One of America's best kept secrets is the extent to which its domestic steel industry has been a leader in the country's industrial renaissance, Thomas J. Gibson, president and CEO of the American Iron and Steel Institute (AISI) points out, as leaders from around the world head to Pittsburgh this week for the G-20 Summit. While domestic steel production has moved to different regions of the country over the years, U.S. Steel is headquartered there, one of the nation's top steel producers, and innovative technologies are what continue to push American steel into the forefront of world steel achievements.

 

"Steel productivity has more than tripled since the early 1980s leading the way among manufacturers, the industry has dramatically cut energy efficiency per ton of steel by 33 percent since 1990, and steel, the most recycled material on the planet, is the material that will help build America's green energy grid, its solar panels and its wind turbines as we continue to make the country stronger at home and abroad," Gibson said.

 

Other ways the steel industry has embraced the green movement include:

·        being the only significant industry in the United States to increase production while cutting energy consumption;

·        reducing energy intensity by 10 percent between 2002 and 2004, and by 15 percent since 2002;

·        generating only between 1 and 2 percent of greenhouse gas emissions in the U.S.;

·        being globally recycled more than aluminum, paper, glass and plastic combined.

 

The American steel industry is currently conducting research on the next generation of iron and steelmaking technologies that will dramatically reduce or eliminate CO2 emissions. This research, called the CO2 Breakthrough Program, represents significant progress towardscarbon-free ironmaking. One project under way at MIT produces iron by molten oxide electrolysis (MOE) and generates near zero CO2 emissions. A second project called "Ironmaking by Hydrogen Flash Smelting" now being conducted at the University of Utah, replaced carbon as a blast-furnace fuel with hydrogen.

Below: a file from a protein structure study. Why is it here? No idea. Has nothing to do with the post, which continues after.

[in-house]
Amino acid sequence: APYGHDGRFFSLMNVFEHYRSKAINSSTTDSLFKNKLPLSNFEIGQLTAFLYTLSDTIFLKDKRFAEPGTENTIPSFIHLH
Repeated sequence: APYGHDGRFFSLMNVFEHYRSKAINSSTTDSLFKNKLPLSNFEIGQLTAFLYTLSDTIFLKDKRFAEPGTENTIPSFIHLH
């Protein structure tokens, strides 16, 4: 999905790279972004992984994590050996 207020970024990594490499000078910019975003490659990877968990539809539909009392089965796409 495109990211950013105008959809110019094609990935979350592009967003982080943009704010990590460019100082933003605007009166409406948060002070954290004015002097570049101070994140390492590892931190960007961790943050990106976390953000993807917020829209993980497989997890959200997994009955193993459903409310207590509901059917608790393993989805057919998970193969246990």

AISI serves as the voice of the North American steel industry in the public policy arena and advances the case for steel in the marketplace as the material of choice. AISI plays a lead role in the development and application of new steels and steelmaking technology. AISI is comprised of 24 member companies, including integrated and electric furnace steelmakers, and 138 associate and affiliate members who are suppliers to or customers of the steel industry. AISI's member companies represent over 75 percent of both U.S. and North American steel capacity. Because of steel's broad range of applications – including renewable energy infrastructure, machinery and equipment, defense, transportation, and infrastructure – the industry is vital to America's economic and national security.